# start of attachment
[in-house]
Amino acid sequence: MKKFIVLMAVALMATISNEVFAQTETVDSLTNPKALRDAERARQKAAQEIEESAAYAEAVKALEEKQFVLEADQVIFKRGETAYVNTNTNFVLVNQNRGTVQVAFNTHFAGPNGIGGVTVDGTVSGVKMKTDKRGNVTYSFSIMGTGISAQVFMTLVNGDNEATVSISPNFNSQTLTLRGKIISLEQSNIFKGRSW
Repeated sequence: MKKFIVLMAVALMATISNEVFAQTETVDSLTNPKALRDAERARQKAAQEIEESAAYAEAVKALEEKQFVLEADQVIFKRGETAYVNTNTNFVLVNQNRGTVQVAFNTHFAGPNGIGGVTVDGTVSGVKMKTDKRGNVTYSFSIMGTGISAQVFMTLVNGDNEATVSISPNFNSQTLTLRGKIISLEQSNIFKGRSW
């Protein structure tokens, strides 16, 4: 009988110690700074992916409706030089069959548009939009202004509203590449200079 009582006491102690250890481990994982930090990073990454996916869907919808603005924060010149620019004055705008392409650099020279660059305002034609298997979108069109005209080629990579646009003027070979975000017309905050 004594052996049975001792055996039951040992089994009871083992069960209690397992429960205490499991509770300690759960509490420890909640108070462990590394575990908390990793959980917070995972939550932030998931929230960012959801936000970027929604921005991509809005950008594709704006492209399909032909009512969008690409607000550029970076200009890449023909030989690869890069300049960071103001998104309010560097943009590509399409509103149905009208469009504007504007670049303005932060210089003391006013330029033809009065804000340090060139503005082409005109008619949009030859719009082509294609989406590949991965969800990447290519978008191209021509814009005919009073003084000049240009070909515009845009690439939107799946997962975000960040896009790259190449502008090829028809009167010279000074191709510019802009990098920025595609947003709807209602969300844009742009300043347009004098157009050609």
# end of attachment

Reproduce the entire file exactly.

[in-house]
Amino acid sequence: MKKFIVLMAVALMATISNEVFAQTETVDSLTNPKALRDAERARQKAAQEIEESAAYAEAVKALEEKQFVLEADQVIFKRGETAYVNTNTNFVLVNQNRGTVQVAFNTHFAGPNGIGGVTVDGTVSGVKMKTDKRGNVTYSFSIMGTGISAQVFMTLVNGDNEATVSISPNFNSQTLTLRGKIISLEQSNIFKGRSW
Repeated sequence: MKKFIVLMAVALMATISNEVFAQTETVDSLTNPKALRDAERARQKAAQEIEESAAYAEAVKALEEKQFVLEADQVIFKRGETAYVNTNTNFVLVNQNRGTVQVAFNTHFAGPNGIGGVTVDGTVSGVKMKTDKRGNVTYSFSIMGTGISAQVFMTLVNGDNEATVSISPNFNSQTLTLRGKIISLEQSNIFKGRSW
């Protein structure tokens, strides 16, 4: 009988110690700074992916409706030089069959548009939009202004509203590449200079 009582006491102690250890481990994982930090990073990454996916869907919808603005924060010149620019004055705008392409650099020279660059305002034609298997979108069109005209080629990579646009003027070979975000017309905050 004594052996049975001792055996039951040992089994009871083992069960209690397992429960205490499991509770300690759960509490420890909640108070462990590394575990908390990793959980917070995972939550932030998931929230960012959801936000970027929604921005991509809005950008594709704006492209399909032909009512969008690409607000550029970076200009890449023909030989690869890069300049960071103001998104309010560097943009590509399409509103149905009208469009504007504007670049303005932060210089003391006013330029033809009065804000340090060139503005082409005109008619949009030859719009082509294609989406590949991965969800990447290519978008191209021509814009005919009073003084000049240009070909515009845009690439939107799946997962975000960040896009790259190449502008090829028809009167010279000074191709510019802009990098920025595609947003709807209602969300844009742009300043347009004098157009050609």